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5G is the next generation network which will replace the older 4G technology with the evolution of all elements of the network. The adoption of the 5G technology will, however, also lead to the intensification of security challenges or the emergence of new ones.
The sheer volume of connected devices, in addition to new use cases and evolving business models, make 5G a potential target for cyberwarfare. Despite the adoption of a Security by Design approach in designing the organisation’s network, it will be crucial to deal with a series of challenges over the next few years.
In order to adequately respond to current and future risks related to the 5G network, a risk-based method is required:
Once the risk assessment plan and the corresponding risks have been defined, the process continues with the assessment of the most appropriate security solution for each layer of the 5G architecture (endpoint, end-to-end communication, cloud & core network).
In this phase, the following activities are carried out:
The implementation of the security solution identified can be managed at the Core Network or at the Edge level, ensuring active infrastructure security, as well as network and security events monitoring.
The Reply approach focuses on the scalability of the solution, ensuring operation and maintenance upstream of the delivery phase, as well as end-to-end protection at the infrastructure level.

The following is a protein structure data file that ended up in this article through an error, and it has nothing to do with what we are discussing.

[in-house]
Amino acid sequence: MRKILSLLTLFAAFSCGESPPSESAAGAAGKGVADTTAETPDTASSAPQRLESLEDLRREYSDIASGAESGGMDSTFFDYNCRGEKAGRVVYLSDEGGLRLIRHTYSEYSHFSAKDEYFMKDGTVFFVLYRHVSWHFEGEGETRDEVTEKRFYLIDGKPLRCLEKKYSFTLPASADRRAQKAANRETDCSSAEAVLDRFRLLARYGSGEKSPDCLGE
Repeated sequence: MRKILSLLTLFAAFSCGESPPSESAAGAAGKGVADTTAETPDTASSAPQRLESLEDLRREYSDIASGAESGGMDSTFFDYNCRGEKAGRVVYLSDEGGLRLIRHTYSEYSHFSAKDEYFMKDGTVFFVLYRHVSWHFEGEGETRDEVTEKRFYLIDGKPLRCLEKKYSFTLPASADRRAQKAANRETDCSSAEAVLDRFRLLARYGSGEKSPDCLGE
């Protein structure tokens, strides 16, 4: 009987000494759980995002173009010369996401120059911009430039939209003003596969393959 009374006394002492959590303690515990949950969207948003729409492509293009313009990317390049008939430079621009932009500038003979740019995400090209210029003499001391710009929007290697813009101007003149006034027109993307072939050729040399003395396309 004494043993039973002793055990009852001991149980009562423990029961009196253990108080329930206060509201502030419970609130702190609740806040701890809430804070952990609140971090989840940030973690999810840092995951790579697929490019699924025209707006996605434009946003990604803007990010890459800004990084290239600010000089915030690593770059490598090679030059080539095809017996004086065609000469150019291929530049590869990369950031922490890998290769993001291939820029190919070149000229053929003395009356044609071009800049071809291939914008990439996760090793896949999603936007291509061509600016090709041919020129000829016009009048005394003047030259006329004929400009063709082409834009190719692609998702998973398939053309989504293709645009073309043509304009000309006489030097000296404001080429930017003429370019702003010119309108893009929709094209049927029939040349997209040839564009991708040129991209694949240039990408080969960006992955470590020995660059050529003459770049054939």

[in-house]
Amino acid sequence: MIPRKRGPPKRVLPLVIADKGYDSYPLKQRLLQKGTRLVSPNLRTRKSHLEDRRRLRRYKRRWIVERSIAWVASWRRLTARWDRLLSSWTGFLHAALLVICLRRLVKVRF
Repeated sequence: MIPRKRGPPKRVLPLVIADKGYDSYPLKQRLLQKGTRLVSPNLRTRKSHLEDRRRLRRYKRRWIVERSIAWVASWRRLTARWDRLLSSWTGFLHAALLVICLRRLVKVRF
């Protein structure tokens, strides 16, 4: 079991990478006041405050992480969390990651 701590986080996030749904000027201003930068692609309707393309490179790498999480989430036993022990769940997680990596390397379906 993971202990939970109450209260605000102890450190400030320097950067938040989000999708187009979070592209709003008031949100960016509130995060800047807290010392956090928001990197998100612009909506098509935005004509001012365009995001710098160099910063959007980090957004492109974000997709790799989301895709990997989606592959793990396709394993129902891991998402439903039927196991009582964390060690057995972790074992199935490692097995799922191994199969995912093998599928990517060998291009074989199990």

The Zero Trust model aims to protect customers' assets, applications and data, regardless of where users and resources are located. This tool enables the infrastructure that adopts it to monitor and identify malicious activity by a user or by a machine from inside or outside the network.
The Security by Design approach makes it possible to systemically carry out security checks, testing and audits during the design and implementation phases of software, services and devices, thus achieving considerable savings in terms of costs that would have been needed to apply fixes at a later time.
Through network monitoring, it is possible to monitor network traffic in order to recognise and block any abnormal device behaviour (visibility), to support experts in the management of an ever increasing number of devices (orchestration), as well as to ensure an immediate and targeted response to attacks (automation).